ZAMBIA has in the 24 hours recorded four COVID-19 deaths, of which two were brought in dead at the University Teaching Hospital (UTH), while the other two were recorded at Midlands Hospital and Levy Mwanawasa isolation centre in Lusaka.
And Ministry of Health Permanent Secretary Dr Kennedy Malama says most of those who are succumbing to COVID-19 are over 50-years-old or have underlying conditions like HIV.
Speaking during the daily COVID-19 updates in Lusaka, Wednesday, Dr Malama announced that the country had recorded 247 new cases of COVID-19 in the last 24 hours out of the 970 tests conducted.
Dr Malama explained that the new cases and deaths recorded had raised the cumulative total of COVID-19 cases to 5,249, with 146 deaths.
He said 87 patients were currently admitted to isolation centers with 37 on oxygen and three more on ventilators.
“In the last 24 hours, Zambia has recorded a total of 247 cases of COVID-19 out of 970 tests conducted. The 247 cases include: 127 people who were identified through healthcare facility screening, in Lusaka 116, Kitwe nine and Ndola two. We also had 64 contacts to known positive cases, in Lusaka 62, Chilanga two. We had 46 individuals from routine community screening in Lusaka. Four health workers were screened in Lusaka and three individuals identified following community alerts within Lusaka. We had three Brought-In-Dead (BID)s to our mortuary at the University Teaching Hospital (UTH). We had one facility death and this occurred at Medland Medical Centre. The four deaths recorded in the last 24 hours include as alluded to; the two BIDs brought to UTH and the death which occurred at our private hospital here in Lusaka and also a patient whom we’ve been managing at Levy Mwanawasa COVID-19 isolation centre,” Dr Malama said.
“The cumulative number of deaths, therefore associated with COVID-19 now stands at 146. Following the reclassification of deaths in which the virus has been detected, it has been determined that 40 of these deaths are COVID-deaths or deaths due to COVID-19 while 96 are COVID-19 associated deaths. Eight deaths are yet to be classified. As we’ve always said, when a death occurs we have to do investigations; we have to check the records, talk to the family members and ensure that the diagnosis we put finally is what is on the ground. So definitely people should not be surprised that we do embark on classification of these deaths when they occur. The cumulative number of COVID-19 cases in our country stands at 5,249 including 146 deaths and 3,285 recoveries.”
And Dr Malama revealed that most of the people succumbing to COVID-19 were those above the age of 50.
“The majority of the cases, particularly those we’ve admitted in our facilities, you’d see that the majority are 50 years of age and above. And when it comes to those who are passing on, again it’s the older ones by and large because they are the most affected. But also as a country, not relying on the global evidence, we’ve seen that people living with underlying conditions are the majority of those we’ve lost. When we say we’ve lost 40 due to COVID-19 and the other number associated, those [lost] to COVID-19, you will find that they are quite a good number of them. Diabetes, which is Sugar Disease, as you may call it, high blood pressure, kidney disease… we have also seen association with HIV [among] those who are succumbing. So in summary, you will see that having an underlying cause or condition is a risk factor for someone who develops COVID-19 from succumbing to it. We’ve also seen that generally, males seem to have been more affected when broadly you look at those who were COVID-19 positive in our country,” Dr Malama said.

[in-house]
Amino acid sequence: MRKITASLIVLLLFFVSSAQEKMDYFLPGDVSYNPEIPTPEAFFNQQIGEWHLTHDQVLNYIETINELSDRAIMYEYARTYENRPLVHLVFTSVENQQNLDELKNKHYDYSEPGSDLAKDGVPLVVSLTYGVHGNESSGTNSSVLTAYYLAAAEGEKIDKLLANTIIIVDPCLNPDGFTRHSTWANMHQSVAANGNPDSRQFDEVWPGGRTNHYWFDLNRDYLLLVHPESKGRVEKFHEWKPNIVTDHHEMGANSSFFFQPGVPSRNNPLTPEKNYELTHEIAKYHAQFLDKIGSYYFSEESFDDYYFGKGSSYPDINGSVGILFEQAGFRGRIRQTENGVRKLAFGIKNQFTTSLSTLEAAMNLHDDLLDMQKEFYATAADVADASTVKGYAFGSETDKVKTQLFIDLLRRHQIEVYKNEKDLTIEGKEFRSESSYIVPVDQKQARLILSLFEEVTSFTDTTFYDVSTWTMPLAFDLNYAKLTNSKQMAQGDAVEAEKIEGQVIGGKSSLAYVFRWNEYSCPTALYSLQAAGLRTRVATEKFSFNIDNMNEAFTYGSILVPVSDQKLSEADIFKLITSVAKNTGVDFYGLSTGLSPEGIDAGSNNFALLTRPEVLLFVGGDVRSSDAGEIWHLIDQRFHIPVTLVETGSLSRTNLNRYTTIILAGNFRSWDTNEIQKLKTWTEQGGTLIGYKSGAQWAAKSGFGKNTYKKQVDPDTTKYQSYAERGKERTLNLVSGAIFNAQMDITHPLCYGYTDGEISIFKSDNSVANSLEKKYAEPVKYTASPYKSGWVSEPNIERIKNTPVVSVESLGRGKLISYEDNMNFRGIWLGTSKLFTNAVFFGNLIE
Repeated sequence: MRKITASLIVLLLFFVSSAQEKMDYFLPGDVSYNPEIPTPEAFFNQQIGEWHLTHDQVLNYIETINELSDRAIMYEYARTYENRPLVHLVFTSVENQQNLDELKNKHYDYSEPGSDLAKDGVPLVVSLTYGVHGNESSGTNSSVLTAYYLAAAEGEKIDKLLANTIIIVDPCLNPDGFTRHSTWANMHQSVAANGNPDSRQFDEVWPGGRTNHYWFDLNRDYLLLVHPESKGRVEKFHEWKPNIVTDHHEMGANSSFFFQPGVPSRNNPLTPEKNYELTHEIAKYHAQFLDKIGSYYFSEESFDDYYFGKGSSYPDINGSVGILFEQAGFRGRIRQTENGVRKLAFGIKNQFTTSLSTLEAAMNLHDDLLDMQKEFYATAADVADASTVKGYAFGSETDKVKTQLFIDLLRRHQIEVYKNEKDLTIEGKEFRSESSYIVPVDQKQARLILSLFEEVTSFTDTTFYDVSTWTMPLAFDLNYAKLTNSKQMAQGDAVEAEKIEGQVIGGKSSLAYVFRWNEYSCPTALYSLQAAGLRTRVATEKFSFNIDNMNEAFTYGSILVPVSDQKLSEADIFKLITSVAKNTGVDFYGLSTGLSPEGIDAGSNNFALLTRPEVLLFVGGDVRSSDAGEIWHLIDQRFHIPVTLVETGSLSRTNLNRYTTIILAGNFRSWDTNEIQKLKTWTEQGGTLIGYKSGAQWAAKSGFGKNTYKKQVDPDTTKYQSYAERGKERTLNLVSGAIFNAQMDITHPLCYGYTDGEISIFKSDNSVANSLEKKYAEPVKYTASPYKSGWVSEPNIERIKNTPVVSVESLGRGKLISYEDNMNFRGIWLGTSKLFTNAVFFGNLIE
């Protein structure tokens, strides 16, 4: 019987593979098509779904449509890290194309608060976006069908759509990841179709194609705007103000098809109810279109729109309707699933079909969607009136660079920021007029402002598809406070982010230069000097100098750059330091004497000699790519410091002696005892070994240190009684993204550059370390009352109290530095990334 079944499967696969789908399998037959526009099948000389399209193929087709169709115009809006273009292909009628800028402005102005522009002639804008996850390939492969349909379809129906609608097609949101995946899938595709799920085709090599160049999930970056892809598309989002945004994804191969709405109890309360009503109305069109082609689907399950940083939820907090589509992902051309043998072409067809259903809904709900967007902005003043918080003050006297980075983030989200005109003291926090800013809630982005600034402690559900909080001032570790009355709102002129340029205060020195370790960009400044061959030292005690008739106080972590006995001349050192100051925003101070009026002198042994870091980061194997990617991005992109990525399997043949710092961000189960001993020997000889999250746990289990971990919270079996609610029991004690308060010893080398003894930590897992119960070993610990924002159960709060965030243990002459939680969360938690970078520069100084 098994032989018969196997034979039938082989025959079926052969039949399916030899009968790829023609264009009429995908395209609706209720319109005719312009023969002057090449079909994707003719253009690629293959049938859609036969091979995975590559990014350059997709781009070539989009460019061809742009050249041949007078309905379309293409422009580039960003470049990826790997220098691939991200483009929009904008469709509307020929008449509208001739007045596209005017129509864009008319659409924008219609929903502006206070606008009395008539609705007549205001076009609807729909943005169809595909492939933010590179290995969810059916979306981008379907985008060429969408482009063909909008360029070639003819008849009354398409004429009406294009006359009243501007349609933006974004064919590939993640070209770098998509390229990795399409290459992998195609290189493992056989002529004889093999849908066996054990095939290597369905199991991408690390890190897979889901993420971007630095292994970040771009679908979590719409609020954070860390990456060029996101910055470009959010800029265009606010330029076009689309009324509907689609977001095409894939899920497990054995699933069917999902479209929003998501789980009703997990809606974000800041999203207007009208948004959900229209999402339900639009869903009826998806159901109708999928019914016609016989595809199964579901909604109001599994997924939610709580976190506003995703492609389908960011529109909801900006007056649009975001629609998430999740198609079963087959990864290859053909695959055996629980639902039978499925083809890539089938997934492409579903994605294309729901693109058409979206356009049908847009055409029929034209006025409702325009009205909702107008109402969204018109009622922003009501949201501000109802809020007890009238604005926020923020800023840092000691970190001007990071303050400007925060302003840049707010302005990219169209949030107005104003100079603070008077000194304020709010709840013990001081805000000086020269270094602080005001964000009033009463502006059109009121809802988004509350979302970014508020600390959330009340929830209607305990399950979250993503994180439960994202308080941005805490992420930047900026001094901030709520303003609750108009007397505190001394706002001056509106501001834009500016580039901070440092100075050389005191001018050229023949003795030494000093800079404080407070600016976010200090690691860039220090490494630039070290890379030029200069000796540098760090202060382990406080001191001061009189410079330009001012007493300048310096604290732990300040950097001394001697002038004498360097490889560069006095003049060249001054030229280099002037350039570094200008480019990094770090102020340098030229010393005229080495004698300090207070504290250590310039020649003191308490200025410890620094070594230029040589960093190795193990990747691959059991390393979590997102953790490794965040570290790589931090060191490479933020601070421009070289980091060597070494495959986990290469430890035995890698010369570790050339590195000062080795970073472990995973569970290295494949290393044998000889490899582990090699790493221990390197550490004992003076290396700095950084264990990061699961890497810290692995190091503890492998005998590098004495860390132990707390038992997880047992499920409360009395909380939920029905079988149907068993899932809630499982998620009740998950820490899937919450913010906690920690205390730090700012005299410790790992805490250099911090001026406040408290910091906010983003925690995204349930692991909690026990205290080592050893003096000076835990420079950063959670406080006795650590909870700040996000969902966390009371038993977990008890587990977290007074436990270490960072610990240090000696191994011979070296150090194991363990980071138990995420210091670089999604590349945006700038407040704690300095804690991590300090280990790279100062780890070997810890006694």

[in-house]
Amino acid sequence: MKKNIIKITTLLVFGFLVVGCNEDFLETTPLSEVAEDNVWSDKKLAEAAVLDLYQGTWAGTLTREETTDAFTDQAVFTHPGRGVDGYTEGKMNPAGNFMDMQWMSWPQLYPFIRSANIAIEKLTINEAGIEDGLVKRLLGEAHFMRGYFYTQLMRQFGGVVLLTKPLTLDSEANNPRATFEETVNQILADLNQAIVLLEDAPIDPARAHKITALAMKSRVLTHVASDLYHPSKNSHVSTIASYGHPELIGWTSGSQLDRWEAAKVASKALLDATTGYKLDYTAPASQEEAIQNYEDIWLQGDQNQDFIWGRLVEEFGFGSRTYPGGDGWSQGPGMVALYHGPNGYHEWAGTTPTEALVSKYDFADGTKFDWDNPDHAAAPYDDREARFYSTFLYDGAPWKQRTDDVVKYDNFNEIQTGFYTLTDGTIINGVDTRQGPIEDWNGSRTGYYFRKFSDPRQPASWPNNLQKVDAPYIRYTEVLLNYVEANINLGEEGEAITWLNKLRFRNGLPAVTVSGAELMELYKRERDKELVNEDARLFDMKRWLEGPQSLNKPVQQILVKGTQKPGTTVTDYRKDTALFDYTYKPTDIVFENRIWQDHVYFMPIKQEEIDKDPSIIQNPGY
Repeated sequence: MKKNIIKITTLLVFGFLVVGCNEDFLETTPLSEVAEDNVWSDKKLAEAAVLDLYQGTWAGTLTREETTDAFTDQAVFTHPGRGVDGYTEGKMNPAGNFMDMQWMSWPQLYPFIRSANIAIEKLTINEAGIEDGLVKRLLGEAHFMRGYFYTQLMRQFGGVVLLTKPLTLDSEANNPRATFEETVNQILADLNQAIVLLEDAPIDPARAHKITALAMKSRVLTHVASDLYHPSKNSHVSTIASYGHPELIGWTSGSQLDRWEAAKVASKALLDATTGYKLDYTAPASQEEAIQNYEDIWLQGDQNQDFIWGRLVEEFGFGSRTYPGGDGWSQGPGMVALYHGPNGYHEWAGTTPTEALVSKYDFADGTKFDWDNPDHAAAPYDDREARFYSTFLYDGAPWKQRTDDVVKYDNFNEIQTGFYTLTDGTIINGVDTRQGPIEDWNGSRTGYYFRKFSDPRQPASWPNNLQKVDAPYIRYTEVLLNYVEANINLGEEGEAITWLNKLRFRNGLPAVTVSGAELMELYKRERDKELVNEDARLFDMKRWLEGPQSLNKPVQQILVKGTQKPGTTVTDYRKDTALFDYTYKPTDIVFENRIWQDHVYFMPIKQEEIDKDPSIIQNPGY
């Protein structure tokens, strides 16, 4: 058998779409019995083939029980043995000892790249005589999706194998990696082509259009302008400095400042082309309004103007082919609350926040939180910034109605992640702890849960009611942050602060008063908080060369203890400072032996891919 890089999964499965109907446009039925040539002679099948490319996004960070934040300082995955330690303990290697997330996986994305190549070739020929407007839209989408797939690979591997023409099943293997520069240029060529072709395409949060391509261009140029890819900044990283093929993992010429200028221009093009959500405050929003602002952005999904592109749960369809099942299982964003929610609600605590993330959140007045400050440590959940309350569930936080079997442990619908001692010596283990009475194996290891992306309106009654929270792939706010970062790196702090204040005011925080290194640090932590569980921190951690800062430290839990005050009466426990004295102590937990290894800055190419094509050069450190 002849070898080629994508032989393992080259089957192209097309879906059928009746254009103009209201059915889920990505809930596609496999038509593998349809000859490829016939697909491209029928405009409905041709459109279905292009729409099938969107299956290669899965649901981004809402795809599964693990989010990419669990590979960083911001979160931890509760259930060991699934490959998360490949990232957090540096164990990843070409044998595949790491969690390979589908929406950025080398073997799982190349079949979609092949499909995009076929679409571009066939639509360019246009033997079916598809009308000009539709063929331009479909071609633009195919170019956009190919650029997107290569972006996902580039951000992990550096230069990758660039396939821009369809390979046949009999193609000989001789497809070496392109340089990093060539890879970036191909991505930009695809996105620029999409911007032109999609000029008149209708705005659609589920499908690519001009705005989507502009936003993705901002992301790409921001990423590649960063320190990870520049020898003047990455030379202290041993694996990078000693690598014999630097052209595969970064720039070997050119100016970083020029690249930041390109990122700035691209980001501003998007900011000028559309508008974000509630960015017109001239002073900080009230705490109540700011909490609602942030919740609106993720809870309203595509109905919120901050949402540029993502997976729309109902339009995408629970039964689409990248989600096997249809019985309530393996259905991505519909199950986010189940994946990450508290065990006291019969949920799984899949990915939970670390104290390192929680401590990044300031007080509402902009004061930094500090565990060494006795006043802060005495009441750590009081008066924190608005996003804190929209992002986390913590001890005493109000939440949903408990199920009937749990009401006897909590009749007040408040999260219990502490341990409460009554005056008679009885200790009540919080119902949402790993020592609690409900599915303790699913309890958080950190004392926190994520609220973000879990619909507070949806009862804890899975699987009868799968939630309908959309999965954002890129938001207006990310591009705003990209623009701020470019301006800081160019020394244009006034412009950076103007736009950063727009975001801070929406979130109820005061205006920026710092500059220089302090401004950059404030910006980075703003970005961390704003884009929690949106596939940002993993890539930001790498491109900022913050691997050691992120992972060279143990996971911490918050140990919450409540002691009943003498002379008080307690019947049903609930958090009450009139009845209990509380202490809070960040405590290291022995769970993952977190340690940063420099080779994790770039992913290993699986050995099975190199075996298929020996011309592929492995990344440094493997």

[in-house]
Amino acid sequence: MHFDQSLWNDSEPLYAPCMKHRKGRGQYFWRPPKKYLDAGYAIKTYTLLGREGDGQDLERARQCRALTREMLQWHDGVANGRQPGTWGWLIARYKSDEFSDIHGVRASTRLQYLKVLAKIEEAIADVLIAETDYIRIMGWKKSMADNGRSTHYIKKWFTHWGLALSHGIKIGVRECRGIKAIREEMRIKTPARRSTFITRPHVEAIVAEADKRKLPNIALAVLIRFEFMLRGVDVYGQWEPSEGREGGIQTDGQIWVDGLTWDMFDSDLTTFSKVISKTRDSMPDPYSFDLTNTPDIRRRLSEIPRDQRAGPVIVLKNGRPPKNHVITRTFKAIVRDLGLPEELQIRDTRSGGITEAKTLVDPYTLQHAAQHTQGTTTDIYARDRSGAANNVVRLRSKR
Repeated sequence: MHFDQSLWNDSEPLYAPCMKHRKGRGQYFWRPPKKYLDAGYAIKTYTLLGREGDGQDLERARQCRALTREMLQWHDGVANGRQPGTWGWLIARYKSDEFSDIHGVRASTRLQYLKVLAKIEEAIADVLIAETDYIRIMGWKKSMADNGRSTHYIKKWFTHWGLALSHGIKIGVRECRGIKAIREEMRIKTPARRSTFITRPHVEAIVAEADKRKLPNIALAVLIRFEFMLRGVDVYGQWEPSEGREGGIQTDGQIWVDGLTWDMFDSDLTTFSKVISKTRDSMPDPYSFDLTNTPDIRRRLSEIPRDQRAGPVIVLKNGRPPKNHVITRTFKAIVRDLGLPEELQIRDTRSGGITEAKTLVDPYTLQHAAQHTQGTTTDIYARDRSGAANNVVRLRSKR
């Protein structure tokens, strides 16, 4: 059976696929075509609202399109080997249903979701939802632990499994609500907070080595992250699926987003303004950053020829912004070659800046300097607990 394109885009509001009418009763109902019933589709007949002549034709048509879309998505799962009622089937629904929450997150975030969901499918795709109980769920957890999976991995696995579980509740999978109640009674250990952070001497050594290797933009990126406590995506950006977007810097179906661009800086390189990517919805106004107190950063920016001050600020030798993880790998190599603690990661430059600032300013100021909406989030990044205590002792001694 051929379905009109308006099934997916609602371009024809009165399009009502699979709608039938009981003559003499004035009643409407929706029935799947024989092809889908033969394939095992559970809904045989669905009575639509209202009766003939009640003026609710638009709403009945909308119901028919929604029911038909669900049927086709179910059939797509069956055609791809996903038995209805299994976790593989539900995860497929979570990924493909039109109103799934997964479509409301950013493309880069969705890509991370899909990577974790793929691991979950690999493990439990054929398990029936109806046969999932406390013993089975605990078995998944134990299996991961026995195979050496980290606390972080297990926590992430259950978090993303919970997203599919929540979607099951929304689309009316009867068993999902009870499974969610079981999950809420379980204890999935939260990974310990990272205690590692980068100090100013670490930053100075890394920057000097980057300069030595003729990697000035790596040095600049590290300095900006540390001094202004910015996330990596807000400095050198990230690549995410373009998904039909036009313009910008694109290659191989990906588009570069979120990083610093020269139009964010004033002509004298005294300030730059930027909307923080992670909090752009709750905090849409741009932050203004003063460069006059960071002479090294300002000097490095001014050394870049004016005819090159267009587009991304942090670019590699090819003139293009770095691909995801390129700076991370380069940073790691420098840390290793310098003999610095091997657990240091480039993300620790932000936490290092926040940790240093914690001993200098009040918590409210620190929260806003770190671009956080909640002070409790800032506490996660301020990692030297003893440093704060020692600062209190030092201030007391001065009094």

And Dr Malama described calls by some members of the public to have pictures of COVID-19 patients published as unethical.
“As a country at the moment, looking at all our COVID-19 treatment and isolation centres, we have a total of 99 of our brothers and sisters admitted there of which 37 are on oxygen. We also have three who are on ventilators. Let me re-emphasise, we continue getting calls that as government we should show the public pictures of our brothers and sisters who are admitted on COVID-19 treatment and centres, that is unethical. We would like to ensure that we give the privacy and confidentiality to our brothers and sisters who are admitted in our COVID-19 treatment and isolation centres,” Dr Malama said.
Dr Malama also asked members of the public to stop self-prescribing COVID-19 treatment without expert advice.
“Let me also take this opportunity to appeal to the Zambian people; we’ve received information of some people who are promoting the use of some of the drugs which should only be prescribed by health practitioners to the members of the public, this is uncalled for. At a time like this when we are fighting COVID-19, we expect to move as a collective as a country and we wouldn’t want to see a situation where certain quarters is undoing what we are trying to do. Some of the drugs we are using in treating people with COVID-19 are quite strong drugs which should only be prescribed by those who are authorized. We have had reports of drugs like azithromycin, dexamethasone being presented by some people in the communities that people can self-prescribe, we are not going to condone that and we have directed the Zambia Medicines Regulatory Authority (ZAMRA) and other relevant wings to move in and ensure that we stamp out those practices,” said Dr Malama.
Dr Malama also encouraged members of the public to be wearing cloth face masks and leave surgical masks to those visiting hospitals and the health workers.